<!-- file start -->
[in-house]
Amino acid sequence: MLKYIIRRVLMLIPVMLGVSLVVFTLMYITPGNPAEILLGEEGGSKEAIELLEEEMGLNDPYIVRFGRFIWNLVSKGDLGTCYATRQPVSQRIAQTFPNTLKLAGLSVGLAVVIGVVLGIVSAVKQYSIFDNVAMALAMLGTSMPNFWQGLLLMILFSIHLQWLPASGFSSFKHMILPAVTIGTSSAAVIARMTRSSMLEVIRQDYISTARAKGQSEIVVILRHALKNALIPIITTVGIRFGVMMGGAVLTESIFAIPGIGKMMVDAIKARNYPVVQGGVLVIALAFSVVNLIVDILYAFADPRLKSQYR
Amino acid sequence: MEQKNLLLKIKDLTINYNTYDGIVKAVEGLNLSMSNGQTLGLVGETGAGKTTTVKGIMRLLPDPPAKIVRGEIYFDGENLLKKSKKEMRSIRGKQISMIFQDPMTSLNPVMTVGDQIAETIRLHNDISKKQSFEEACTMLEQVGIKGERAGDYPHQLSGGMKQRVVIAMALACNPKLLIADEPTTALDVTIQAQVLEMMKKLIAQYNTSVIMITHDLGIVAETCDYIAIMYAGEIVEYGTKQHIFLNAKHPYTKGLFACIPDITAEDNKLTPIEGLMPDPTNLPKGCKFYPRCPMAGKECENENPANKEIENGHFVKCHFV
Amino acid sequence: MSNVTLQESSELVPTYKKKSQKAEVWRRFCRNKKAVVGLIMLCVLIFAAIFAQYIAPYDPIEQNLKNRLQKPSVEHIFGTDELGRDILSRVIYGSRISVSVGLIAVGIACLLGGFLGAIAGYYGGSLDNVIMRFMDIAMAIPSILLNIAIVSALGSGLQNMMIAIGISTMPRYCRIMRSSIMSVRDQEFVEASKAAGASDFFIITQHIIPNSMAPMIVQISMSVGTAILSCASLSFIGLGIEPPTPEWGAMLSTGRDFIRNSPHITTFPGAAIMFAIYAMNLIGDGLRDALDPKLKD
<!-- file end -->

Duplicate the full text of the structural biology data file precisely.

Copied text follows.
[in-house]
Amino acid sequence: MLKYIIRRVLMLIPVMLGVSLVVFTLMYITPGNPAEILLGEEGGSKEAIELLEEEMGLNDPYIVRFGRFIWNLVSKGDLGTCYATRQPVSQRIAQTFPNTLKLAGLSVGLAVVIGVVLGIVSAVKQYSIFDNVAMALAMLGTSMPNFWQGLLLMILFSIHLQWLPASGFSSFKHMILPAVTIGTSSAAVIARMTRSSMLEVIRQDYISTARAKGQSEIVVILRHALKNALIPIITTVGIRFGVMMGGAVLTESIFAIPGIGKMMVDAIKARNYPVVQGGVLVIALAFSVVNLIVDILYAFADPRLKSQYR
Amino acid sequence: MEQKNLLLKIKDLTINYNTYDGIVKAVEGLNLSMSNGQTLGLVGETGAGKTTTVKGIMRLLPDPPAKIVRGEIYFDGENLLKKSKKEMRSIRGKQISMIFQDPMTSLNPVMTVGDQIAETIRLHNDISKKQSFEEACTMLEQVGIKGERAGDYPHQLSGGMKQRVVIAMALACNPKLLIADEPTTALDVTIQAQVLEMMKKLIAQYNTSVIMITHDLGIVAETCDYIAIMYAGEIVEYGTKQHIFLNAKHPYTKGLFACIPDITAEDNKLTPIEGLMPDPTNLPKGCKFYPRCPMAGKECENENPANKEIENGHFVKCHFV
Amino acid sequence: MSNVTLQESSELVPTYKKKSQKAEVWRRFCRNKKAVVGLIMLCVLIFAAIFAQYIAPYDPIEQNLKNRLQKPSVEHIFGTDELGRDILSRVIYGSRISVSVGLIAVGIACLLGGFLGAIAGYYGGSLDNVIMRFMDIAMAIPSILLNIAIVSALGSGLQNMMIAIGISTMPRYCRIMRSSIMSVRDQEFVEASKAAGASDFFIITQHIIPNSMAPMIVQISMSVGTAILSCASLSFIGLGIEPPTPEWGAMLSTGRDFIRNSPHITTFPGAAIMFAIYAMNLIGDGLRDALDPKLKD